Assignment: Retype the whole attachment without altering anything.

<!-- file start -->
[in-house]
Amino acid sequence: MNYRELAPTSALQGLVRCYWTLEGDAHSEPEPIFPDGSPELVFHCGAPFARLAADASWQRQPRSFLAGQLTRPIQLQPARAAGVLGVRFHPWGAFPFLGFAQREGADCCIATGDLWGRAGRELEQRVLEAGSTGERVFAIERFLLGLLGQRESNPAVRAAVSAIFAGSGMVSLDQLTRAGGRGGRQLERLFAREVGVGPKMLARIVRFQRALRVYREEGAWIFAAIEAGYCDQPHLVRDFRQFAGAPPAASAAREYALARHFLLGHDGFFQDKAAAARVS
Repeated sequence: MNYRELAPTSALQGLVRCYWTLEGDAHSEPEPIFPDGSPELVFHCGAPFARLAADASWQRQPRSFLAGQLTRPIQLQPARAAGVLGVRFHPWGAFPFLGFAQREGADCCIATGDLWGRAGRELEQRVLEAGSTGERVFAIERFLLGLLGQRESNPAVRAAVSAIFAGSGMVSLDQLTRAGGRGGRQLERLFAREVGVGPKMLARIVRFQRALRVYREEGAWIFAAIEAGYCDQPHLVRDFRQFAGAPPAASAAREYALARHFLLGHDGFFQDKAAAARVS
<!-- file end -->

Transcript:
[in-house]
Amino acid sequence: MNYRELAPTSALQGLVRCYWTLEGDAHSEPEPIFPDGSPELVFHCGAPFARLAADASWQRQPRSFLAGQLTRPIQLQPARAAGVLGVRFHPWGAFPFLGFAQREGADCCIATGDLWGRAGRELEQRVLEAGSTGERVFAIERFLLGLLGQRESNPAVRAAVSAIFAGSGMVSLDQLTRAGGRGGRQLERLFAREVGVGPKMLARIVRFQRALRVYREEGAWIFAAIEAGYCDQPHLVRDFRQFAGAPPAASAAREYALARHFLLGHDGFFQDKAAAARVS
Repeated sequence: MNYRELAPTSALQGLVRCYWTLEGDAHSEPEPIFPDGSPELVFHCGAPFARLAADASWQRQPRSFLAGQLTRPIQLQPARAAGVLGVRFHPWGAFPFLGFAQREGADCCIATGDLWGRAGRELEQRVLEAGSTGERVFAIERFLLGLLGQRESNPAVRAAVSAIFAGSGMVSLDQLTRAGGRGGRQLERLFAREVGVGPKMLARIVRFQRALRVYREEGAWIFAAIEAGYCDQPHLVRDFRQFAGAPPAASAAREYALARHFLLGHDGFFQDKAAAARVS